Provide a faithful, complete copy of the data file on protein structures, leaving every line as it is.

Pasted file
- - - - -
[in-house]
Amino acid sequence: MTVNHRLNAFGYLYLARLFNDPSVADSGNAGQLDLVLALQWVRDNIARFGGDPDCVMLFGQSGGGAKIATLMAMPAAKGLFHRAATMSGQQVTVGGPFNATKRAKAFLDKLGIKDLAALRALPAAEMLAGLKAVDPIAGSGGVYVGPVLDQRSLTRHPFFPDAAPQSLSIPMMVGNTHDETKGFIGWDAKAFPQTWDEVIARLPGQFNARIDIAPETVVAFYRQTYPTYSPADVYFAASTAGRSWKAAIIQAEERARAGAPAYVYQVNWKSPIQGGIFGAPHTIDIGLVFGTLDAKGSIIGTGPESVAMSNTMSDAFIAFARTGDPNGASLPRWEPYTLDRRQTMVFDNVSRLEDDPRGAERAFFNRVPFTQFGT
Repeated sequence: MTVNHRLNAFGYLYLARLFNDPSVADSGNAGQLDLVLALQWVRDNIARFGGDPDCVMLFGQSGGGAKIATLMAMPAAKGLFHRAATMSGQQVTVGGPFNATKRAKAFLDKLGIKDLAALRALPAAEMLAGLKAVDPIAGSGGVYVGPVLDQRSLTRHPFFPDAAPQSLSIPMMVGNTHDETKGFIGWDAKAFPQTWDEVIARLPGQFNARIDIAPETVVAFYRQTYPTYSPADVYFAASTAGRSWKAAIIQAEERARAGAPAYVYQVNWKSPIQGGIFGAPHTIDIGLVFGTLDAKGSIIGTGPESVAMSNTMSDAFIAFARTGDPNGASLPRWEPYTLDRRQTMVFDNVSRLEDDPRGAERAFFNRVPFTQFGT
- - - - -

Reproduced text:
[in-house]
Amino acid sequence: MTVNHRLNAFGYLYLARLFNDPSVADSGNAGQLDLVLALQWVRDNIARFGGDPDCVMLFGQSGGGAKIATLMAMPAAKGLFHRAATMSGQQVTVGGPFNATKRAKAFLDKLGIKDLAALRALPAAEMLAGLKAVDPIAGSGGVYVGPVLDQRSLTRHPFFPDAAPQSLSIPMMVGNTHDETKGFIGWDAKAFPQTWDEVIARLPGQFNARIDIAPETVVAFYRQTYPTYSPADVYFAASTAGRSWKAAIIQAEERARAGAPAYVYQVNWKSPIQGGIFGAPHTIDIGLVFGTLDAKGSIIGTGPESVAMSNTMSDAFIAFARTGDPNGASLPRWEPYTLDRRQTMVFDNVSRLEDDPRGAERAFFNRVPFTQFGT
Repeated sequence: MTVNHRLNAFGYLYLARLFNDPSVADSGNAGQLDLVLALQWVRDNIARFGGDPDCVMLFGQSGGGAKIATLMAMPAAKGLFHRAATMSGQQVTVGGPFNATKRAKAFLDKLGIKDLAALRALPAAEMLAGLKAVDPIAGSGGVYVGPVLDQRSLTRHPFFPDAAPQSLSIPMMVGNTHDETKGFIGWDAKAFPQTWDEVIARLPGQFNARIDIAPETVVAFYRQTYPTYSPADVYFAASTAGRSWKAAIIQAEERARAGAPAYVYQVNWKSPIQGGIFGAPHTIDIGLVFGTLDAKGSIIGTGPESVAMSNTMSDAFIAFARTGDPNGASLPRWEPYTLDRRQTMVFDNVSRLEDDPRGAERAFFNRVPFTQFGT